As Ev Gray retires as executive director of the Downtown Retail Merchants' Association, the only thing definite in her life is that she doesn't have definite plans.

"I have no agenda. I have learned not to rush into anything," Gray said during an interview as she completes nearly 15 years with the association, which consists of 300 businesses in the downtown area. "I will be able to spend more time with my four children and six grandchildren."The association's board of directors held a reception for Gray, and president Bret Cunningham of Dahle's Big & Tall said a replacement is being sought. Gray will be available in a consulting capacity when necessary.

Gray points to the downtown area "Park and Shop" program instituted in 1976 as her biggest accomplishment. The program allows shoppers to park free in most downtown lots when they obtain a validation in a store. She said there is plenty of parking within a short distance of most stores, which makes the downtown area attractive.

Construction of several suburban malls in recent years has given the downtown area a run for the consumer dollar, but Gray, ever the booster, believes downtown has the "romance" that suburban malls lack. To counteract the effect of the suburban malls, downtown merchants concentrate on making it convenient to shop downtown, she said.

Known for her "can do" and "low key" approach to her work, Gray nevertheless was no shrinking violet when it came to representing her association and boosting the downtown area.

When the Salt Lake City Planning and Zoning Commission released its retail master plan and requested citizen input, the merchant's association was among a handful replying, Gray said. Gray is credited with doing "behind the scenes" work to aid the downtown area.

She was pleased with the association's response be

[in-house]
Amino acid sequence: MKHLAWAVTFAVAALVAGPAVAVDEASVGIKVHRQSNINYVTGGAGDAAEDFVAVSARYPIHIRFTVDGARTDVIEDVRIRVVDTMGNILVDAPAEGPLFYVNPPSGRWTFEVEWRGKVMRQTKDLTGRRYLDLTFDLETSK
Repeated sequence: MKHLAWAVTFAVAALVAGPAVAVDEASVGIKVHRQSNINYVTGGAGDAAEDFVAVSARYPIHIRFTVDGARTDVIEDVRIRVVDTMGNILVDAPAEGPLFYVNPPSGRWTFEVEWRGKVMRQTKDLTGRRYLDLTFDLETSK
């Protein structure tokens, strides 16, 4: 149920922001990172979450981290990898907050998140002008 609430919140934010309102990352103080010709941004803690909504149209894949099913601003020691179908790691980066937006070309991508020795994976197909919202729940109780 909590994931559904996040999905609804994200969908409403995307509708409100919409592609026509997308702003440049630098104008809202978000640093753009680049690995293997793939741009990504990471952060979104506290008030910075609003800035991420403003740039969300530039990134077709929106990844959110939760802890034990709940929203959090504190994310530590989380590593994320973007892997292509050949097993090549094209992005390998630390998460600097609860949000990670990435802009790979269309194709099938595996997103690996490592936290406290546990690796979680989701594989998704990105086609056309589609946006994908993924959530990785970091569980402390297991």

cause it came from the merchants, not from so-called experts or consultants. In a nutshell, the merchants want convenience, safety and comfort for shoppers when they are downtown.

Gray doesn't pretend that there are no problems in the downtown area, but she optimistically says the scarred areas are few and are outshone by the beautiful ones. Even some of the scarred areas, like Block 57, are making a comeback, referring to the construction of the Utah One Center and a parking terrace on the northwest corner.

Evadeane Johns Gray is a native of Fillmore, Millard County, and is the daughter of Howard D. Johns, a restaurant owner and mayor for 14 years. Her father's mayor experience taught Ev about community development.

She graduated from Utah State University, and her first job in the Salt Lake area was as a volunteer organizing the first locally produced "March of Dimes" telerama on Channel 5. Gray did volunteer work for the United Way and later became a full-time public relations director for four years.

Gray raised two girls and two boys and also was marketing and public relations director for the former Royal Inn, now the Shilo Inn. She also worked for Rodeway Inn of Salt Lake and Boise before becoming association executive director May 1, 1976.

At that time the association was an arm of the Salt Lake Area Chamber of Commerce, but after three years became an independent agency, although the association leases space from the chamber. "I have been the luckiest lady in the world because I have always worked in careers that I've loved," said Gray as she left her office for the final time.